Helen Clark: Speech on Transforming Societies: People, Planet and Prosperity; the New Global Sustainable Development Agenda at The Global Transformation Forum

Oct 21, 2015

UNDP is pleased to join the Government of Malaysia and the BFR (Big Fast Results) Institute as a strategic partner in this Global Transformation Forum. The forum is very timely as we approach the end of a watershed year for development when major new global agendas are being agreed.

Last month, world leaders meeting at the United Nations in New York adopted the 2030 Agenda for Sustainable Development. Its Sustainable Development Goals (SDGs) set out global priorities for both people and planet. They tackle important human development and other challenges, and the means of creating a more peaceful, inclusive, and sustainable world.

This new agenda, replacing the Millennium Development Goals (MDGs), should be seen in the context of three other global development-related processes this year:
•    the outcome of the Third UN World Conference on Disaster Risk Reduction in Sendai, Japan. If development isn’t risk informed, it won’t be sustainable development;
•    the Addis Ababa Action Agenda adopted at the Third International Conference on Financing for Development in July in Ethiopia. Money may not be everything, but it does matter rather a lot in achieving development progress;
•    the new agreement on climate change expected to be reached at COP21 in Paris. Climate change has emerged as one of the major threats – some would say the major threat – to sustainable development.

But finalising global agendas is one thing; implementing them is another. I hope that this forum and many others can project a sense of urgency about moving from agreement to action.

The focus at this Forum is on transformation - a key word for implementation of all the new global agendas. The sub-title of the 2030 Agenda is “Transforming our World”. Indeed, fundamental transformations in the way the world lives, works, and does business are needed for building the low carbon, climate resilient, green and inclusive economies and societies of the future.

Agenda 2030 challenges us:
•    to transform for “people” and for “planet”;
•    to transform how we understand and how we strive for “prosperity”;
•    and to travel a road to transformation based on peace, stability, inclusion, and partnerships.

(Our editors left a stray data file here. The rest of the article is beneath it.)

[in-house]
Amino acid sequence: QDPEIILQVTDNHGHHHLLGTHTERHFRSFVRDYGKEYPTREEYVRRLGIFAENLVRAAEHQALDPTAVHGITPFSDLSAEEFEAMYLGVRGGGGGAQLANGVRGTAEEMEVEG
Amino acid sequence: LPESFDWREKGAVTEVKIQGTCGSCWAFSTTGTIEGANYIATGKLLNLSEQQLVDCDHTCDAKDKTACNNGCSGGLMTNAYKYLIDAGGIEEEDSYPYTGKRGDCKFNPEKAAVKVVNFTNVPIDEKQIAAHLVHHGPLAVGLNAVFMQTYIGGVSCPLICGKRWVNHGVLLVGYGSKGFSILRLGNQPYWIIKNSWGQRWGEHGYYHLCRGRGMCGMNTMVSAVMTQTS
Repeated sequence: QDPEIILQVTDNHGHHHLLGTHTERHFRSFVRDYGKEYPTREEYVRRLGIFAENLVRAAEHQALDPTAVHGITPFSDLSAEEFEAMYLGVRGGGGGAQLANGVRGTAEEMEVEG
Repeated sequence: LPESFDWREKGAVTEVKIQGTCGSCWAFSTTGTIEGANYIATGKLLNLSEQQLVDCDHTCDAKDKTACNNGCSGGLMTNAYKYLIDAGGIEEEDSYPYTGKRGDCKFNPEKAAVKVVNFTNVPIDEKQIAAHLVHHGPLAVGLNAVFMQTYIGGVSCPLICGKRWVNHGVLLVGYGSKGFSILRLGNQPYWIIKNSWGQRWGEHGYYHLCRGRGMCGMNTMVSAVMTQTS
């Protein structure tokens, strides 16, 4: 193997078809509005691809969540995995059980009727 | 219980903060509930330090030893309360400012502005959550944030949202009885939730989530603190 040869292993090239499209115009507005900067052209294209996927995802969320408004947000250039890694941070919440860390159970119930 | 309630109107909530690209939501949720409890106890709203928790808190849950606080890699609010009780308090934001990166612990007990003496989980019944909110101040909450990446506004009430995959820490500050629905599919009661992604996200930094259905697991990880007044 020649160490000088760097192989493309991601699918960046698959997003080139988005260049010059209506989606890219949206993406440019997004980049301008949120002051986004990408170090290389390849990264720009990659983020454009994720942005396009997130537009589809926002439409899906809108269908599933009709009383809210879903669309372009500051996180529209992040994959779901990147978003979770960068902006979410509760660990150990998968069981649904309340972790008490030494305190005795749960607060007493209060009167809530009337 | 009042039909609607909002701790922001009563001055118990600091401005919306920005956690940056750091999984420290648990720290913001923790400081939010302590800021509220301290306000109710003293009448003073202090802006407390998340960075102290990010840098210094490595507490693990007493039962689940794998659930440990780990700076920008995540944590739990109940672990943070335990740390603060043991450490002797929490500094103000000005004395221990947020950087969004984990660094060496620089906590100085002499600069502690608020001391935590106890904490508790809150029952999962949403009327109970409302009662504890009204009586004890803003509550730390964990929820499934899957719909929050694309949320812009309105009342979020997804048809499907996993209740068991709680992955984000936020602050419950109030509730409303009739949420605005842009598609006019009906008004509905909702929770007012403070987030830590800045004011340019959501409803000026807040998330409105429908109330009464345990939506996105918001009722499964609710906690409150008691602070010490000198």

Let me elaborate on each of these points.

Transforming Societies for People and for Planet

The 2030 Agenda puts people at the centre of sustainable development - as its ultimate beneficiaries. But the Agenda is clear that people’s well-being can only be secured if the planet on which we all depend is itself healthy.

(a)    People
Having people at the centre of the new agenda builds on the human development approach adopted by UNDP and many other development actors, including governments, since the publication of the first global Human Development Report in 1990. The human development paradigm was developed as an alternative to the tyranny of judging development progress by the size of GDP per capita alone. Every year the Human Development Index ranks countries’ development status on a weighted formula. It takes into account education and health status alongside GDP per capita to give a more balanced picture of progress. It conveys an image of development as being about achieving overall wellbeing, based on people living longer, healthier, and more fulfilling lives.

Agenda 2030 is premised on leaving no one behind in development. It aspires to “end poverty in all its forms everywhere”. It is a universal agenda, urging actions by all countries. Thus the new Sustainable Development Goals lift the bar much higher than the Millennium Development Goals which preceded them did. Reaching the goals and targets will require both political will and smart strategies to reach the last-mile of exclusion and confront the often painful and entrenched biases which have left those excluded behind.